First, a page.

The Australian raven was first described by Nicholas Aylward Vigors and Thomas Horsfield in 1827, in which they reported George Caley's early notes on the species from the Sydney district. Its specific epithet coronoides "crow-shaped" is derived from the Greek corone/κορόνη "crow" and eidos/είδος "shape" or "form".
|Scooped by clarl gavin|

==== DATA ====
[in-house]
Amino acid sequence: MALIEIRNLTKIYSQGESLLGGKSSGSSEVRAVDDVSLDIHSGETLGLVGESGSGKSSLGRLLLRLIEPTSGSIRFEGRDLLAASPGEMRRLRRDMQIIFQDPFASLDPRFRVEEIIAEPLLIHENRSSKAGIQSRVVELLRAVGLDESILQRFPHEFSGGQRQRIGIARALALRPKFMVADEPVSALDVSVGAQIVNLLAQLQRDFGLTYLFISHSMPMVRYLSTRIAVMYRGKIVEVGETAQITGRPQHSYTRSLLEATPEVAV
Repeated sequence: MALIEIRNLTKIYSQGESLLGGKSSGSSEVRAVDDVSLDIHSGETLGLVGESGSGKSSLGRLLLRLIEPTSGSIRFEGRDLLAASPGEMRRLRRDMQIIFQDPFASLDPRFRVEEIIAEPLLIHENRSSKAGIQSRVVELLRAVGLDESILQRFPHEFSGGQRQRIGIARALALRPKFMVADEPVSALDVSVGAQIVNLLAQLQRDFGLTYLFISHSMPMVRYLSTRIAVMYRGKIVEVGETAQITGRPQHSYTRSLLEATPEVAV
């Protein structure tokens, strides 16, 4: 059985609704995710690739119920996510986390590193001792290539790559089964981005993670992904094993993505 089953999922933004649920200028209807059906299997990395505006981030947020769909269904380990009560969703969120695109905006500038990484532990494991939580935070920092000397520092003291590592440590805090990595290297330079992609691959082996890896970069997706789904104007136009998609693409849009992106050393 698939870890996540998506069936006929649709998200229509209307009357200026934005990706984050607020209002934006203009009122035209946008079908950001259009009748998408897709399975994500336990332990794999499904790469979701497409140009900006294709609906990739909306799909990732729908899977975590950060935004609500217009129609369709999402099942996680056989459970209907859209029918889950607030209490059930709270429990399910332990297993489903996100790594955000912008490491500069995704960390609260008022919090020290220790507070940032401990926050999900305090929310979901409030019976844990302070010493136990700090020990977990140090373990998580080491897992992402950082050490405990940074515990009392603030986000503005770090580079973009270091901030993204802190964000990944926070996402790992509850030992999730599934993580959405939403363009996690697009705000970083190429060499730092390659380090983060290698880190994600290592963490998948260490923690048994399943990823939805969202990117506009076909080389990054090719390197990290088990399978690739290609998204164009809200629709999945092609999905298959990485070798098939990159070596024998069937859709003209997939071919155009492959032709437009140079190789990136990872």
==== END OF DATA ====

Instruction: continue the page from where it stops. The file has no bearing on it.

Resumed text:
The Australian raven (Corvus coronoides) is a passerine bird in the crow family native to much of southern and northeastern Australia. Measuring 46�53 centimetres (18�21 in) in length, it has all-black plumage, beak and mouth with white irises. The grey-black legs and feet are well-developed. The upperparts are glossy, with a purple, blue or green sheen. Like those of the other two species of raven in Australia, its black feathers have grey bases. The Australian raven is further distinguished by its prominent throat hackles. Nicholas Aylward Vigors and Thomas Horsfield described it in 1827, its species name highlighting its similarity with the carrion crow (C. corone). Two subspecies are recognised, which differ slightly in calls and are quite divergent genetically. The preferred habitat is open woodland and transitional zones, and it has adapted well to urban environments and is a common city bird in Sydney, Canberra and Perth. An omnivorous and opportunistic feeder, it eats a wide variety of plant and animal material, as well as food waste from urban areas. In eastern Australia its range is strongly correlated with the presence of sheep, and it has been blamed for killing lambs. However, this is very rare, and the raven most often scavenges for afterbirth and stillborn animals as well as lamb faeces. The Australian raven is territorial, with pairs generally bonding for life. Breeding takes place between July and September, with almost no variation across its range. The nest is a bowl-shaped structure of sticks sited high in a tree, or occasionally in a man-made structure such as a windmill or building